Oregon Capital Chronicle
A new analysis of data from Oregon schools during the 2021-22 school year shows statewide school staffing levels are rebounding from pandemic declines, but on-time graduation rates have dropped and chronic absenteeism remains a problem.
On Oct. 20, the Oregon Department of Education released its “At-A-Glance” profiles from the last school year, which provides the clearest view yet of how Oregon schools have come out of the pandemic.
It includes the results of standardized tests, along with profiles on students and staff in each school and district. It also shows the percentage of Oregon seniors who graduated within four years, and the percentage of ninth graders who are on track to graduate from high school within four years.
The percentage of Oregon students who graduated on time in 2021 was nearly 81%, down from pre-pandemic levels of 85% in the class of 2019.
The data shows 83% percent of the class of 2025 is on track to graduate on time, meaning they’ve completed at least one-quarter of the credits they need to graduate within four years. This is similar to pre-pandemic levels.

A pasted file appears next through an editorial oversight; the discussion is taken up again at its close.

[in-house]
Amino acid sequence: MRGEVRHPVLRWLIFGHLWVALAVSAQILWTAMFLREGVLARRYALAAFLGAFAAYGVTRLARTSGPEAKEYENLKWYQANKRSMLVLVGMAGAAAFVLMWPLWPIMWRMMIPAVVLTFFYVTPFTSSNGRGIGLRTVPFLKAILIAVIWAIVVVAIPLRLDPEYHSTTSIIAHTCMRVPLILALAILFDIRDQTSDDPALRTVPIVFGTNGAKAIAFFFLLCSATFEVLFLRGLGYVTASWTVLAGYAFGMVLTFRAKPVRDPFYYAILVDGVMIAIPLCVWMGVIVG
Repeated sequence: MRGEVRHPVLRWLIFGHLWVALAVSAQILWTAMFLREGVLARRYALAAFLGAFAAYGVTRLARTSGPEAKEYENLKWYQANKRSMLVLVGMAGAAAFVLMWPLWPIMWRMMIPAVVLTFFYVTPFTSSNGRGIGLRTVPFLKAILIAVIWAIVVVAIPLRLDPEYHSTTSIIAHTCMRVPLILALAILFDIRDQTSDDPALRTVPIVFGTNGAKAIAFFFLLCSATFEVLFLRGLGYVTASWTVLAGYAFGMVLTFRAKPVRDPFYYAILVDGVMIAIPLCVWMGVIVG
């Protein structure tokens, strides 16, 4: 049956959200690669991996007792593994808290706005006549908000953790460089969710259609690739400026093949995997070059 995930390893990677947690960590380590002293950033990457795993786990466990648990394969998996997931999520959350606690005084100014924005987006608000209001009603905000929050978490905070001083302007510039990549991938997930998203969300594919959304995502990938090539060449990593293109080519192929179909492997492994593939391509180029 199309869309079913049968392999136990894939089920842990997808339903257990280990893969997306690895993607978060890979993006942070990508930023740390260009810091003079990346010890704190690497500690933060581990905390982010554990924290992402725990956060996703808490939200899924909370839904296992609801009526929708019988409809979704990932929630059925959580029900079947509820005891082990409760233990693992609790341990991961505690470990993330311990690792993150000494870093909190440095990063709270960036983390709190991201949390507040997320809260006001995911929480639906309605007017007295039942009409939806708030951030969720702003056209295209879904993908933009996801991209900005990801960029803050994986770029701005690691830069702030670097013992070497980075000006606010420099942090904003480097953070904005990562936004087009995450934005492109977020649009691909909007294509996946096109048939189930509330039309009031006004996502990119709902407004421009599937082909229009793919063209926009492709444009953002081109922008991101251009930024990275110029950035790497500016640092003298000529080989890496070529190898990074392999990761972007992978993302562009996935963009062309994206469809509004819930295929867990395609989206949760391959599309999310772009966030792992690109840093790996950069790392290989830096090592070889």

In a news conference on Oct. 19, Tim Boyd, director of district and school effectiveness at the education department, characterized the data as a “check engine light.”
“It’s going to tell us where we have opportunities for improvement,” he said.
While many districts still struggle with staffing shortages, statewide school staffing averages have rebounded and surpassed pre-pandemic levels, according to the data. This includes teaching staff and counselors. The number of counselors employed by schools is up 20% statewide from the 2018-19 school year.
Jon Wiens, the education department’s director of accountability, said at the news conference that this is reflective of investments from the state’s Student Succeeds Act and federal Covid relief dollars, which were used to hire more mental health support staff.
Chronic absenteeism, defined as a student missing 10% or more of school days, was up from pre-pandemic levels. In 2019, about 20% of students were chronically absent. Last year, more than 35% of students were so.
But, Wiens said, attendance numbers were heavily affected by Covid surges in the fall, winter and spring.
Results from standardized tests last year reflect declines in student proficiency in core subjects.
Though participation was down from pre-pandemic levels, at least 85% of Oregon students took the tests. Results on average across the seven grades tested – 3rd through 8th – showed student proficiency had declined nearly 10% in English and about 9% in math from pre-pandemic levels.
Those results reflect a nationwide trend showing student learning was hurt by the pandemic, which included months of online classes.
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